YES Prep is a charter school network in Houston with very close ties to Teach For America. It was founded in 1995 by Chris Barbic, a 1992 TFA corps member. Many of the teachers at the YES campuses are from TFA as is the current head of schools, Jeremy Beard. Jeremy Beard is also the husband of Elisa Villanueva-Beard who is the CEO of TFA.
In 2010, YES was awarded a million dollars by Oprah Winfrey, in part because of their incredible record of getting 100% of their 12th graders to be accepted into college. This was before people knew to ask, “But what percent of your 9th graders remained in the school to become 12th graders?”
Regardless, YES continued to grow into what is now 12 middle schools and 5 high schools. The success of YES helped its founder, Chris Barbic, to get a job as the superintendent of the Tennessee Achievement School District (ASD) which takes over low performing schools and turns them over to charter networks. Though The ASD was a flop and he resigned four years into the experiment, Barbic did land a good job with the John Arnold Foundation.
In Texas there are about 1200 schools of which about 200 of them received an ‘F’ for the 2016-2017 school year. Ironically, though, out of the 12 YES Prep middle schools I found that two of them received ‘F’s, exactly the same percent of schools as Texas as a whole.
|YES Prep – West||A|
|YES Prep – 5th Ward||B-|
|YES Prep – North Central||A|
|YES Prep – Southeast||A-|
|YES Prep – Southwest||A|
|YES Prep – Northside||C|
|YES Prep – Southside||F|
|YES Prep – White Oak||C|
|YES Prep – Gulfton||C-|
|YES Prep – North Forest||F|
|YES Prep – East End||B|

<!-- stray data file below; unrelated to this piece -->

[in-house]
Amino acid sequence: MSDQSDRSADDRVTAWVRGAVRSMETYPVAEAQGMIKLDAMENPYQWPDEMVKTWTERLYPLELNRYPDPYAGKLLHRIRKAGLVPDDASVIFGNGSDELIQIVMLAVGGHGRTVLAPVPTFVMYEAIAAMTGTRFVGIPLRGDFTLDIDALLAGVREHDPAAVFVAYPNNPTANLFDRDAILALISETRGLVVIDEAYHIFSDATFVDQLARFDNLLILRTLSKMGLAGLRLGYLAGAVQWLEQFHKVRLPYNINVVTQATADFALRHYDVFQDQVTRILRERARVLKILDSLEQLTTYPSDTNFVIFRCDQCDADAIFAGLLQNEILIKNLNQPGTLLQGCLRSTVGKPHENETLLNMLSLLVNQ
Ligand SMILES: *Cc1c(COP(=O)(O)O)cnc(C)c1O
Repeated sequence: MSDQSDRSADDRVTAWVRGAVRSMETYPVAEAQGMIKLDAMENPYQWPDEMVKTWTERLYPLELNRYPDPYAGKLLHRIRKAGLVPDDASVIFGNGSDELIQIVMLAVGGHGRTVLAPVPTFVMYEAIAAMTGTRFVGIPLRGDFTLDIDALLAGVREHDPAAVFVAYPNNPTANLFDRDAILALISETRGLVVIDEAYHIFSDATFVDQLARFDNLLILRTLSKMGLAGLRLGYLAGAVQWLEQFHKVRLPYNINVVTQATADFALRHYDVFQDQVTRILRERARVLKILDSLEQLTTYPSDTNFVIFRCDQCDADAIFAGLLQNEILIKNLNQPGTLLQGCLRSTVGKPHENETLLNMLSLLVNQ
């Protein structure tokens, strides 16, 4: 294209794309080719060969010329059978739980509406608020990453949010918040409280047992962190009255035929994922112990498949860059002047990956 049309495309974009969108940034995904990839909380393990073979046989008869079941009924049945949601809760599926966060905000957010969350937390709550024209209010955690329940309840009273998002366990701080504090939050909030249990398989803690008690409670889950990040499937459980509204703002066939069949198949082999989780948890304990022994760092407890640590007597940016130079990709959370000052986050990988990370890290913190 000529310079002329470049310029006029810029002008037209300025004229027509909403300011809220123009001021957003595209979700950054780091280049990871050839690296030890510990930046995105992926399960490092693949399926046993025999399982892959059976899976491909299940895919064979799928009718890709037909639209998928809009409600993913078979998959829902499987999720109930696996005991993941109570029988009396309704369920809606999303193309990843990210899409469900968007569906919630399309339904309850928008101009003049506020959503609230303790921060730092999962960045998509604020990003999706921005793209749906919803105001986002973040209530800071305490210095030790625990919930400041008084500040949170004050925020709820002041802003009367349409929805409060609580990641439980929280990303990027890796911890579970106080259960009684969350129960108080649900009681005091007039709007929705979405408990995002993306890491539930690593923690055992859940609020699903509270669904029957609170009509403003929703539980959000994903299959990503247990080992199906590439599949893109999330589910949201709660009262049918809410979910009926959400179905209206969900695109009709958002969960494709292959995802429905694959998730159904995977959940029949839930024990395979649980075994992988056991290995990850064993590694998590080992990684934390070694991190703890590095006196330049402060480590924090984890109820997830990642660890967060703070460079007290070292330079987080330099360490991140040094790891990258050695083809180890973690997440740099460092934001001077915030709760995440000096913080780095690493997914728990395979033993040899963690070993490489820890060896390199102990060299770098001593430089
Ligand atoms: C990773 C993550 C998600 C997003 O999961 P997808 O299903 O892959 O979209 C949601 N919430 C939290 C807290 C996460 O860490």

|YES Prep – Brays Oaks||D+|
Considering that this is one of the ‘gold standard’ charter networks, these grades don’t support the reformer argument that a network like YES has figured out how to do it and now just needs to scale up.
YES Prep also has five high schools and I noticed that none of those schools were F rated. Those schools have four As and one B. All five also got a Gold Ranking in the 2017 U.S. News And World Report ranking system. So it seems, at least on a superficial glance, that YES Prep has some inconsistency in their middle schools but gets everything worked out nicely for high school and can continue their high percent of 12th graders getting into college.
But I examined the data from here (and I invite anyone who is interested to independently analyze what I did) and found something that I think is interesting.
But first I want to get back to Chris Barbic and The ASD. One of the charter networks that was scheduled to take over a middle school was YES Prep. But then, abruptly in March of 2015, YES announced that it was abandoning their plan to take over that school. This was very strange considering that Barbic founded YES and he was acting very hurt by all this. Just one month later, Barbic was interviewed by Chalkbeat, TN, and he gave this revealing answer to the question “What are some lessons learned?”
I think a second lesson is around the depth of the poverty in Memphis and the obstacle that creates in educating our students. Obviously, when we looked at the info on our kids before bringing a school into the ASD, we knew most of the kids we serve are living in poverty and that poverty plays a factor at school. I’ve been doing this for over 20 years and every single school I’ve worked with has been in a community dealing with poverty. But the poverty in Houston, where I worked before coming to Tennessee, compared to the poverty in Memphis, is different. In Houston, it was more of an immigrant poverty. In Memphis, it’s more generational poverty. I think that the depth of the generational poverty and what our kids bring into school every day makes it even harder than we initially expected. We underestimated that.